Content warning: depression, suicide
Matthew Roche recently blogged about his struggles with mental illness. I applaud his courage, because it’s easy to worry what people will think about you. More recently, a member of the SQL Community took her life, and frankly the thought scares the shit out of me. It scares me, because some day that could be me. In fact, it’s been a recent point of discussion with me and my wife.
I write this post because I hope that if you are struggling with these feelings, you will get help. Please do something, because there are people that love you and would be devastated if you left this world. Here is what depression looks like and what I do to stave it off.
What is depression?
The English language does us a disservice in that the word for what is a crippling mental illness is the same word we use casually for being bummed out or sad. And while there is a spectrum, with things such as dysthymia or anhedonia (lack of pleasure), depression is often accompanied with what are called cognitive distortions.
If you think “I’m a failure”, that is a cognitive distortion, that is just factually wrong. You may have failed at a thing, but we are multifaceted, changing people. Depression is a matter of being disconnected with the reality at hand.
So what does the difference look like? We all get sad sometimes. Sadness is a good thing, grief is a good thing. These are healthy responses to difficulties in life. Victor Frankl, when writing about being in a concentration camp wrote, “An abnormal reaction to an abnormal situation is normal behavior” . To never feel sadness or grief would be abnormal.
Here is a picture of what healthy grief looks like:
Depression is very different. It is an auto-immune disorder of the mind. It is very commonly accompanied with negative thoughts that are pervasive, persistent and pessimistic. Common themes are feelings of helplessness, hopelessness, worthlessness, and suicidal ideation.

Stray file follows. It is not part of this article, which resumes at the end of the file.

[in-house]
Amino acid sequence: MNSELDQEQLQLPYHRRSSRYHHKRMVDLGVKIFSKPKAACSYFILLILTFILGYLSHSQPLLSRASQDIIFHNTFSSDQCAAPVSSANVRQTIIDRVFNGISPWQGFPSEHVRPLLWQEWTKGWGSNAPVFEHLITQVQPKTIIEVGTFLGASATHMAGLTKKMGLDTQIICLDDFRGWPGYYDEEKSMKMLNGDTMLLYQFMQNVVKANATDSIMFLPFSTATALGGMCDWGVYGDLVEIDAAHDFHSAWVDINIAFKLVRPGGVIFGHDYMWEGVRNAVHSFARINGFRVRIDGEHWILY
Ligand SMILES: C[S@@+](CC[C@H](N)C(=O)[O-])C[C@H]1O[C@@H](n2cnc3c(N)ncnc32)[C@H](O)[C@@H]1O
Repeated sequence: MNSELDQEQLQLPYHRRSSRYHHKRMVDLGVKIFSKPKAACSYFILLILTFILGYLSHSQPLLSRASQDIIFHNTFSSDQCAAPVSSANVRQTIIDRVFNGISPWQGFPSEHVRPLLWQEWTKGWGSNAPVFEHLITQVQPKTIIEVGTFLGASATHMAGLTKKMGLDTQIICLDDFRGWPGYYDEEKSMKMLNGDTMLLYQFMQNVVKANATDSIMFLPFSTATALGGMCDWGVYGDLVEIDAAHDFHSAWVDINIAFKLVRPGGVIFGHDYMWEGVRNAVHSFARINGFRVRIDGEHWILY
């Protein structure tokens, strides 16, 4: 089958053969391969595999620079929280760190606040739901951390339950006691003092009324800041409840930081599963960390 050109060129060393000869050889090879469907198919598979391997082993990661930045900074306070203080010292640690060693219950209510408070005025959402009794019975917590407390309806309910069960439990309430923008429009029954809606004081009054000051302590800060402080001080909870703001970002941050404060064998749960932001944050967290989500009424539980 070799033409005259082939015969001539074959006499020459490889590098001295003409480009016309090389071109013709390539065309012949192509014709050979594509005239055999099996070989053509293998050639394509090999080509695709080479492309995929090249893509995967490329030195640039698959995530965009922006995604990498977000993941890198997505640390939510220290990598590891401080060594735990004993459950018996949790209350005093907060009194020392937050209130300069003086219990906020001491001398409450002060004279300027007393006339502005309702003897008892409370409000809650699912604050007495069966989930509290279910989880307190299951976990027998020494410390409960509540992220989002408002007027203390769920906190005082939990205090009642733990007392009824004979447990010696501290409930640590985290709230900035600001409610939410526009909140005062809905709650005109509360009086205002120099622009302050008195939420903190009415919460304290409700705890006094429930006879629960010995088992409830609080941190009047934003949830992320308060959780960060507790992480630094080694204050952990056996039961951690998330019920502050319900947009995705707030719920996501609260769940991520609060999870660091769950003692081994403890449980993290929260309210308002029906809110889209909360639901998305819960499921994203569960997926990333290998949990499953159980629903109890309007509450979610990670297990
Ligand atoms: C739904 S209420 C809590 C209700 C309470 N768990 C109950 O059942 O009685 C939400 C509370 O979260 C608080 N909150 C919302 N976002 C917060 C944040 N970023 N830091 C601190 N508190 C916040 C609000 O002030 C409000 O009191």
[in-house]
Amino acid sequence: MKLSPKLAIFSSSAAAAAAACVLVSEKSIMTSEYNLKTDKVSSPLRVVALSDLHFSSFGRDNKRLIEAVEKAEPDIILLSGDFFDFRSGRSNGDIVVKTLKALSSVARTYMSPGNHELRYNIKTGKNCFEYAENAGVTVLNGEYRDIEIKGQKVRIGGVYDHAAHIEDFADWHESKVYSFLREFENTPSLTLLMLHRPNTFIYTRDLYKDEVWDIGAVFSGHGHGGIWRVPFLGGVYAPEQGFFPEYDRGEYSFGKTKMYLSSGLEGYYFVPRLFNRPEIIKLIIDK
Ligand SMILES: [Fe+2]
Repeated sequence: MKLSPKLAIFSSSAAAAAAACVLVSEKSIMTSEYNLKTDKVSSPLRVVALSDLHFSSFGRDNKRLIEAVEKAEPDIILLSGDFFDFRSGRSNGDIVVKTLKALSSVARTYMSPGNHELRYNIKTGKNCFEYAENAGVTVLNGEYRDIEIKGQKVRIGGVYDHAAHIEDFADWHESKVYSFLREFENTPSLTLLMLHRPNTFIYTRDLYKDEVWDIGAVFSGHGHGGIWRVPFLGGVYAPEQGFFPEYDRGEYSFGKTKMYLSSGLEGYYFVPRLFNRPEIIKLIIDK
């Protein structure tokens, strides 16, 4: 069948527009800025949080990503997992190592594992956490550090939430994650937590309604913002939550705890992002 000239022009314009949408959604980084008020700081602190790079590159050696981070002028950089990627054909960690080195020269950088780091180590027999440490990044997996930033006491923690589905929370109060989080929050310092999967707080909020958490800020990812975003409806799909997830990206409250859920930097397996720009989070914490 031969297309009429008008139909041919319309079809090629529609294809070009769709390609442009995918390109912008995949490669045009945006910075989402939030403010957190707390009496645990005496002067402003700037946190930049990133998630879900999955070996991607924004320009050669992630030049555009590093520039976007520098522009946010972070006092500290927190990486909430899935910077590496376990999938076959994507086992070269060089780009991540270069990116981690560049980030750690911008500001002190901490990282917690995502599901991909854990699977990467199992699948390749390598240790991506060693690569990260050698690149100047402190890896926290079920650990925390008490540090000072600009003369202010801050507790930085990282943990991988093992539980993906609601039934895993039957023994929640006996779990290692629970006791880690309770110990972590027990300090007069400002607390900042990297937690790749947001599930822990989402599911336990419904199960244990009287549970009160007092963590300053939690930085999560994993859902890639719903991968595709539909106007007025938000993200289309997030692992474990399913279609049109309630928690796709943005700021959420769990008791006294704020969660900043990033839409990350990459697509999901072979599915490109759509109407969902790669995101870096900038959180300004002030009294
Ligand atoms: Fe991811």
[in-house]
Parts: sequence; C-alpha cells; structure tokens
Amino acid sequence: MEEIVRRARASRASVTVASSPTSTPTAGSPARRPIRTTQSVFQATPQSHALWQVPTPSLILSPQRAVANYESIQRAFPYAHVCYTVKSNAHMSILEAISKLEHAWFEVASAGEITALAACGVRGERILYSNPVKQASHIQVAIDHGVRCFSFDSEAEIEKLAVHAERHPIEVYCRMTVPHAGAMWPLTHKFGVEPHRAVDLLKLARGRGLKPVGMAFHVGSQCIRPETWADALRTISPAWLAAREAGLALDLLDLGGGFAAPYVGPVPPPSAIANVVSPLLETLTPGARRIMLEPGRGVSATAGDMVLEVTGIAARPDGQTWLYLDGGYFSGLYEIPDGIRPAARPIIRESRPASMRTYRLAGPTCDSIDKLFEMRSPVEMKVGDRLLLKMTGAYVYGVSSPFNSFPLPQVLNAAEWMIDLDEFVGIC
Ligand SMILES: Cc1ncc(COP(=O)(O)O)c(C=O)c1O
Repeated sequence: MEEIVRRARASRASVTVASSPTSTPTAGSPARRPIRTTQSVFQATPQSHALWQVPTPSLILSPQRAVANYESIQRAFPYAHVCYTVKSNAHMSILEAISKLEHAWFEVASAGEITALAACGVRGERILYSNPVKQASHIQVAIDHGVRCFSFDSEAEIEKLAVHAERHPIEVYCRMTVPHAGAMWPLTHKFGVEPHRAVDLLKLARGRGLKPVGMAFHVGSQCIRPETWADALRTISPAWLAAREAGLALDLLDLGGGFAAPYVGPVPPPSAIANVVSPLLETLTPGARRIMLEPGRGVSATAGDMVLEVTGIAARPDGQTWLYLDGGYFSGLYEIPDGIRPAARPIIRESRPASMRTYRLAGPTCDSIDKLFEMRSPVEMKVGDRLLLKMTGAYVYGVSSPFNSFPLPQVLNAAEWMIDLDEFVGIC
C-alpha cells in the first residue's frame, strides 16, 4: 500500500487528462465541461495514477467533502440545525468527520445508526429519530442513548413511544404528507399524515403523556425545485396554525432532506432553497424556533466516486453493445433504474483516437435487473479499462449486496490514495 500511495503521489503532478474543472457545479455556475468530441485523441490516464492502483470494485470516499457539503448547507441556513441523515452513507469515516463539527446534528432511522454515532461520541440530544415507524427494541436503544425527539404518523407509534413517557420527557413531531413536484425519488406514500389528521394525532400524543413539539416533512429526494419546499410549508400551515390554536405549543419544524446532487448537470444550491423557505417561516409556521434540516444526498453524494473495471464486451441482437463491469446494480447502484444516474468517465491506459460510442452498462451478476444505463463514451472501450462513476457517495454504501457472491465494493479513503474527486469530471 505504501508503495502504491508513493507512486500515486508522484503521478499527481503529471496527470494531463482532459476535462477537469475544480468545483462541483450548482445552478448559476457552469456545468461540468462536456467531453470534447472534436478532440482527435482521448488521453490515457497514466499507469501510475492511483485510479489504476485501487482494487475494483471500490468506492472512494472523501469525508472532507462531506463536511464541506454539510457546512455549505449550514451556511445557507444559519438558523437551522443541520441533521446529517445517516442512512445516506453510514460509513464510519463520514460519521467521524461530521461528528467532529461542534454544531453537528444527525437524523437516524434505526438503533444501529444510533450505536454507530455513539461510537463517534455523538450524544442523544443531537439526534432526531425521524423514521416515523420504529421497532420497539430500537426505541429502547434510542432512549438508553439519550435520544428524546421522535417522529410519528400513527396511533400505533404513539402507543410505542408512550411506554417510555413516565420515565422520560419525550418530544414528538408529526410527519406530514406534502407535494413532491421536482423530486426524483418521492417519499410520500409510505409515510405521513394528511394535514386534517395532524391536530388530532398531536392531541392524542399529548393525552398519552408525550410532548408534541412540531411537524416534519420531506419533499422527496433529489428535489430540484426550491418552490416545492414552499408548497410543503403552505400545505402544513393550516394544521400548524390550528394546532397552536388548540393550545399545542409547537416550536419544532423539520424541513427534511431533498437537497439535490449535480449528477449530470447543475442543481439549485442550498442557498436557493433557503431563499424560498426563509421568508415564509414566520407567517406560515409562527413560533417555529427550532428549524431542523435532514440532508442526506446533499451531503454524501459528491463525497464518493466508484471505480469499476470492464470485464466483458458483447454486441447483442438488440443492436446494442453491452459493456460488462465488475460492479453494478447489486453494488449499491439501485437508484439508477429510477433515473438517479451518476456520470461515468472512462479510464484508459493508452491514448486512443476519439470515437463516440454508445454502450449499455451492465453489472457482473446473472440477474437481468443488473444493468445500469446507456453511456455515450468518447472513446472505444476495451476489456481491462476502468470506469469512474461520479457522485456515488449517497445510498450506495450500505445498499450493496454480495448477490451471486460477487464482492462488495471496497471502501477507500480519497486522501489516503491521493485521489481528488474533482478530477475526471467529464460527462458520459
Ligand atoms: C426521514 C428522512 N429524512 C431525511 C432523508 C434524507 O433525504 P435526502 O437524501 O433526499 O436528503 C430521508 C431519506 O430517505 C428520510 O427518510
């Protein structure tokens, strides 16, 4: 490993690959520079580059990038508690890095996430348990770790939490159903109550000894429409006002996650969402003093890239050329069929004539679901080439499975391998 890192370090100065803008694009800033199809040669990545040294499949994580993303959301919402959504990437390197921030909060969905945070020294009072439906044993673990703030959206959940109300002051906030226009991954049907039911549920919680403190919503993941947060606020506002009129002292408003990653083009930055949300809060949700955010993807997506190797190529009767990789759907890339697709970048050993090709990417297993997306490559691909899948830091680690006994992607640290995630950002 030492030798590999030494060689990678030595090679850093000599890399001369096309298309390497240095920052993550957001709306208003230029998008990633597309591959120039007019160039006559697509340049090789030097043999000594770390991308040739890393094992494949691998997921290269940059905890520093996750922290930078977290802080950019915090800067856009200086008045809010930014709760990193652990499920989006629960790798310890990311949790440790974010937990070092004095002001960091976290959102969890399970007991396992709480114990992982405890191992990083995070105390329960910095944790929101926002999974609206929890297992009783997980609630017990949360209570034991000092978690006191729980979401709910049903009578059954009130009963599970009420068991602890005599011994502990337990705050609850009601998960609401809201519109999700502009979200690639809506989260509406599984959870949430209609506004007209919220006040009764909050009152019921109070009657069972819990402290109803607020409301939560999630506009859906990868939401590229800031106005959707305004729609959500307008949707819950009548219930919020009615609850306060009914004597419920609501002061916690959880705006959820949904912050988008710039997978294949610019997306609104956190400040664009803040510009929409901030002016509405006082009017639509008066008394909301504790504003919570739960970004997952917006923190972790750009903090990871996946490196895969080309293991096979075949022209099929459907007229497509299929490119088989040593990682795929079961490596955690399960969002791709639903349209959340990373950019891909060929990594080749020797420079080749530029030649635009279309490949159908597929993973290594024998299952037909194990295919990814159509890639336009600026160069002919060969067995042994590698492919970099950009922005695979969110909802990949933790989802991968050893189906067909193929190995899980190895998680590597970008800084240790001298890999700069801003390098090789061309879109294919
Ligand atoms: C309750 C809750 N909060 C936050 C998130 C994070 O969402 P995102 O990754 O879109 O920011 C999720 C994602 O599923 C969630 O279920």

Here is a picture of what depression feels like:
If you are uncertain if you are depressed, take this depression checklist. It’ll take 5 minutes and may reveal something you are uncomfortable admitting. I took it just took it now, you and today I am a 14 out of 100, or mild depression. There have been days when it’s been in the mid 30’s, or moderate depression.
Open Source Mental Health performed a survey of 1570 people in technology. Of those who answered the questions, 78% indicated they had a mental illness and around 70% of those indicated that they had a mood disorder such as depression or bipolar. We work in a field that often requires us to be on call or can make stressful demands on our lives. It’s more common than you might think.
It needs treated
I have a disease that requires daily treatment and medicine. My body doesn’t produce the chemicals I need. If I don’t treat it on a regular basis and monitor myself, someday I might die. That disease is called diabetes.
That’s right, I take insulin because my body stopped producing it years ago. I don’t think of myself of weak or less than because my body doesn’t work the way it should. Depression is often the same. Something has gone wrong in the brain. It could be a chemical imbalance, traumatic childhood events, or just a naturally lower set point for mood.
Whatever the cause, it still needs treated. It can be hard to admit and feel like a failing. I’m a guy, and I hate, hate, hate feeling like a burden to anyone. I hate asking for help. So much so, that when I was diagnosed with diabetes in the hospital, I told my now wife that I’d understand if she broke up with me. She just about slapped me. Boy was I dumb.
Get help. Please.
How I treat depression
Here are the ways I treat my depression: